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Banff power consumption up 32 per cent

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BANFF, Alberta — Now that the Kyoto Protocol is in effect, Banff has the task of following through on its commitment to reduce the consumption of energy created by burning fossil fuels.

It won’t be easy to cut back these greenhouse gases. A new study shows that energy consumption during the 1990s in Banff rose 32 per cent. The community is committed to reducing energy use by 6 per cent during the current decade.

At 45 per cent, the biggest jump during that previous decade was in the energy used by visitors in transportation, while use of natural gas, primarily to heat homes and businesses, rose 35 per cent.

The Biosphere Institute of the Bow Valley, which prepared the report, proposes several priorities, among them tolerating idling vehicles for shorter periods and also promoting energy efficient products. As well, reports the Rocky Mountain Outlook, there is talk about nudging visitors, as well as locals, onto public transportation by creating interceptor lots on the town’s edge.

It’s not all pain, however. Saving energy can be seen as a way of economic development, points out the town’s environmental manager, Jake Pryor. Most of the money spent on energy leaves the community, so paring energy consumption actually leaves more money in local pockets, he says.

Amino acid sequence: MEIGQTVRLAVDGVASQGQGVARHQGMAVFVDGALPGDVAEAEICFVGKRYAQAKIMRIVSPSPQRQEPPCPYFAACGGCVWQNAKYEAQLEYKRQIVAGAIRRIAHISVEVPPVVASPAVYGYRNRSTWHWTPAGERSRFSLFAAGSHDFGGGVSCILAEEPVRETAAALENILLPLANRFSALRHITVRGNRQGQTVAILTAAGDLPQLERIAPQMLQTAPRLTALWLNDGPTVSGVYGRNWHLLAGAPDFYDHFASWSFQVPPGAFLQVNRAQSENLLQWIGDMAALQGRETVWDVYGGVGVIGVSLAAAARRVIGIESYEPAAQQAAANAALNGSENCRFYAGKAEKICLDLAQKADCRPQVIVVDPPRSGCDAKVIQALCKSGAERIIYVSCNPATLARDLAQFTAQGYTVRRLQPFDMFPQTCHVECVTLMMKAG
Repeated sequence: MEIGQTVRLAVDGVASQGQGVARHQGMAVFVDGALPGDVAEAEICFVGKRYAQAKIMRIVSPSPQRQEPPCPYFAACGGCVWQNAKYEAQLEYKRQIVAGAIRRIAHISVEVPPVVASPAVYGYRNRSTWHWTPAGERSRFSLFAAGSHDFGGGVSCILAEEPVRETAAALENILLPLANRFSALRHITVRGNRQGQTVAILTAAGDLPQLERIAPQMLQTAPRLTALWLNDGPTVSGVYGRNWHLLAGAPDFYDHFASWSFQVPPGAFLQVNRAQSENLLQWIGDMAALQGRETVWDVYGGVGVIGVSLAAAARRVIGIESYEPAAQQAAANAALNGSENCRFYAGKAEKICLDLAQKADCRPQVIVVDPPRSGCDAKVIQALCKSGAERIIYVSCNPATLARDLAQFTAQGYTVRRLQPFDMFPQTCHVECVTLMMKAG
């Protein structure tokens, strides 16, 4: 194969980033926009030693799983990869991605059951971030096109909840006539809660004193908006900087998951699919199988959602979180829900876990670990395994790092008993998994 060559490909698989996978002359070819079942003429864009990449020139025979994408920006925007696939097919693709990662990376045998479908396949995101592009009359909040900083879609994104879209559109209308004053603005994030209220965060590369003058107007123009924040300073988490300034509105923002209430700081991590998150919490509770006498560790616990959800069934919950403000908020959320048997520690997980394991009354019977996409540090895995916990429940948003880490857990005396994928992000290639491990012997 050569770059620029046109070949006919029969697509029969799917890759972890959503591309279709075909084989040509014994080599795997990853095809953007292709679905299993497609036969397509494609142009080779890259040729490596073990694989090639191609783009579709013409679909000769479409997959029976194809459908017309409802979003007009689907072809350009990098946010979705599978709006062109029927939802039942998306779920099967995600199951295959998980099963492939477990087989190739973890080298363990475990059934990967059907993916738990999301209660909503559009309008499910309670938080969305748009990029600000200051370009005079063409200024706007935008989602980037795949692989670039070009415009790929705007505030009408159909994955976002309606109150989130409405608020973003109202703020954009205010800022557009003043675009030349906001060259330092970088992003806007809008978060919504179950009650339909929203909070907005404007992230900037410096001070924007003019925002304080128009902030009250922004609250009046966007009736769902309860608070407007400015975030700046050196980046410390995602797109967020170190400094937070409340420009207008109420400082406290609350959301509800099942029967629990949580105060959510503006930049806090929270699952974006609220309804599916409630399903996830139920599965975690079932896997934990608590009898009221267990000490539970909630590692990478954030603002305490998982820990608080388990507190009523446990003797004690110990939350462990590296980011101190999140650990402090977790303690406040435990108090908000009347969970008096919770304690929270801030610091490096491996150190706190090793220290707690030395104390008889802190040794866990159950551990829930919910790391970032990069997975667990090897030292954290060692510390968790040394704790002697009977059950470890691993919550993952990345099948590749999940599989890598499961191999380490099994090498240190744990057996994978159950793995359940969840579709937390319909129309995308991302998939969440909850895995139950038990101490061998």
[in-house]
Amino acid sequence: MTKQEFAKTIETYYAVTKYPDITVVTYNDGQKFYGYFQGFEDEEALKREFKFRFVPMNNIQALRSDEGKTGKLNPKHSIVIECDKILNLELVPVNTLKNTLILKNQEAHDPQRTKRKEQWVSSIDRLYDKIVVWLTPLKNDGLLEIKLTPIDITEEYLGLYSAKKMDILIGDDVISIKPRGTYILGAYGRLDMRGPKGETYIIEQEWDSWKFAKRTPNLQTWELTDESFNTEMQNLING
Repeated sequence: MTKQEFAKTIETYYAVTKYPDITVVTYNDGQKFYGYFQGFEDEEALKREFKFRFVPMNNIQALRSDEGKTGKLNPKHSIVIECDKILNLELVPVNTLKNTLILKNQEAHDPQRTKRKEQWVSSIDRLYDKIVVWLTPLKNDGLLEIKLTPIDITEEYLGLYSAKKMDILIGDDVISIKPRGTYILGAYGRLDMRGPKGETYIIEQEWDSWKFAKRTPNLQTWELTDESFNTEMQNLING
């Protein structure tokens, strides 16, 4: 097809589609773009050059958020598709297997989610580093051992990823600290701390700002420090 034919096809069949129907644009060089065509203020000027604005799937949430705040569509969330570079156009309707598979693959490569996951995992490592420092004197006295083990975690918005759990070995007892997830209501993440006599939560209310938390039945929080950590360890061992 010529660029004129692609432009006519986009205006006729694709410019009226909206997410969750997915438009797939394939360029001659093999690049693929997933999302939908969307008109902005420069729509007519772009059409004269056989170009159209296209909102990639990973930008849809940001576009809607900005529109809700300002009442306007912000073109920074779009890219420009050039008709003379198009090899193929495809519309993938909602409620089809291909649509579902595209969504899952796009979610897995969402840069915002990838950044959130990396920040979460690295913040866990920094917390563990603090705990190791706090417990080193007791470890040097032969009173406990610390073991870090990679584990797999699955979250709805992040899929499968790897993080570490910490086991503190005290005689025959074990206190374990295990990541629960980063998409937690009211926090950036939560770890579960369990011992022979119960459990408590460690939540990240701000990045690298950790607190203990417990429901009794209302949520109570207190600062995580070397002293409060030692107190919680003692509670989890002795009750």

Make it flat

KETCHUM, Idaho — The Ketchum-Sun Valley area needs a new or at least improved airport in order to keep up with the ski town Jones of the West. That has caused airport and other local officials to study sites up to an hour away.

Think outside of the box, said one local man, who proposed to shave off some hills, fill in some valleys and – presto, an airport site closer to the resort strip. So, reports the Idaho Mountain Express, at long last the airport officials agreed to give his idea closer scrutiny.

No dice, they said. All of this cutting and filling would cost $100 million to $150 million, not counting the cost of the airport, and even so it wouldn’t be quite large enough. So it’s back inside the box of looking at flat places farther away, reports the Idaho Mountain Express.

Thompson still making news

ASPEN, Colo. — Local newspapers in Aspen are free, as they are in most larger ski towns, but the Aspen papers that announced the death of Hunter S. Thompson actually seem to be worth something on eBay. A set of four papers, two of The Aspen Times and two of the Aspen Daily News, were running $31 after attracting 10 bids.

Public art in the eye of beholder

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